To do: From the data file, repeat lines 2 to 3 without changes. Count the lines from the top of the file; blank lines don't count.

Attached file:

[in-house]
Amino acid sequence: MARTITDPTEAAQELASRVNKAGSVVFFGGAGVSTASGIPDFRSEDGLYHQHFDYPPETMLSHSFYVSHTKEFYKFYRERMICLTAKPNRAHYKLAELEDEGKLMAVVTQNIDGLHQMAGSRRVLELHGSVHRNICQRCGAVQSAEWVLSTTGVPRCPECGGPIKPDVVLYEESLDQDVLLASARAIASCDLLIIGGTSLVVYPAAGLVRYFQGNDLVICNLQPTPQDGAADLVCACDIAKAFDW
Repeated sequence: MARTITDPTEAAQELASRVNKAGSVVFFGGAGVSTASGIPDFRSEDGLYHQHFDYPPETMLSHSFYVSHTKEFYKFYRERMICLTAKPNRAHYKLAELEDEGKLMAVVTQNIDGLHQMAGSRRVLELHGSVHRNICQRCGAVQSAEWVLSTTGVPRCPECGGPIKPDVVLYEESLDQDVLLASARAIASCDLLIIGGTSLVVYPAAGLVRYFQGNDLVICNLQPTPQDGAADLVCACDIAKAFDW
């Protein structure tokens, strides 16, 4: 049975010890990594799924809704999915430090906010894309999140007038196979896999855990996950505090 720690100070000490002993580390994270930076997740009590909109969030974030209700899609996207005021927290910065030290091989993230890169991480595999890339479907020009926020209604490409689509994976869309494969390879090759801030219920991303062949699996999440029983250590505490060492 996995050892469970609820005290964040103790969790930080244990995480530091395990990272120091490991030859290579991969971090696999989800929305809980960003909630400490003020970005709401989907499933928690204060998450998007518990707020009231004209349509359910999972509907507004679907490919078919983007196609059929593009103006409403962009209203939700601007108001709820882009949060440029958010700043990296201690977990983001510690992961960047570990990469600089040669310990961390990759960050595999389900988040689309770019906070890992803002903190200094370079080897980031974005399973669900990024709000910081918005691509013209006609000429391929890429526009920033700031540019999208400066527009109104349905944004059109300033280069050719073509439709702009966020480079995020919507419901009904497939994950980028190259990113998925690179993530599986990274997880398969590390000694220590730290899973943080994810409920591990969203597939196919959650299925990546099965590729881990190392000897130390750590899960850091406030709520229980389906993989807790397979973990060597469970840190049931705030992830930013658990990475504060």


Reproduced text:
Amino acid sequence: MARTITDPTEAAQELASRVNKAGSVVFFGGAGVSTASGIPDFRSEDGLYHQHFDYPPETMLSHSFYVSHTKEFYKFYRERMICLTAKPNRAHYKLAELEDEGKLMAVVTQNIDGLHQMAGSRRVLELHGSVHRNICQRCGAVQSAEWVLSTTGVPRCPECGGPIKPDVVLYEESLDQDVLLASARAIASCDLLIIGGTSLVVYPAAGLVRYFQGNDLVICNLQPTPQDGAADLVCACDIAKAFDW
Repeated sequence: MARTITDPTEAAQELASRVNKAGSVVFFGGAGVSTASGIPDFRSEDGLYHQHFDYPPETMLSHSFYVSHTKEFYKFYRERMICLTAKPNRAHYKLAELEDEGKLMAVVTQNIDGLHQMAGSRRVLELHGSVHRNICQRCGAVQSAEWVLSTTGVPRCPECGGPIKPDVVLYEESLDQDVLLASARAIASCDLLIIGGTSLVVYPAAGLVRYFQGNDLVICNLQPTPQDGAADLVCACDIAKAFDW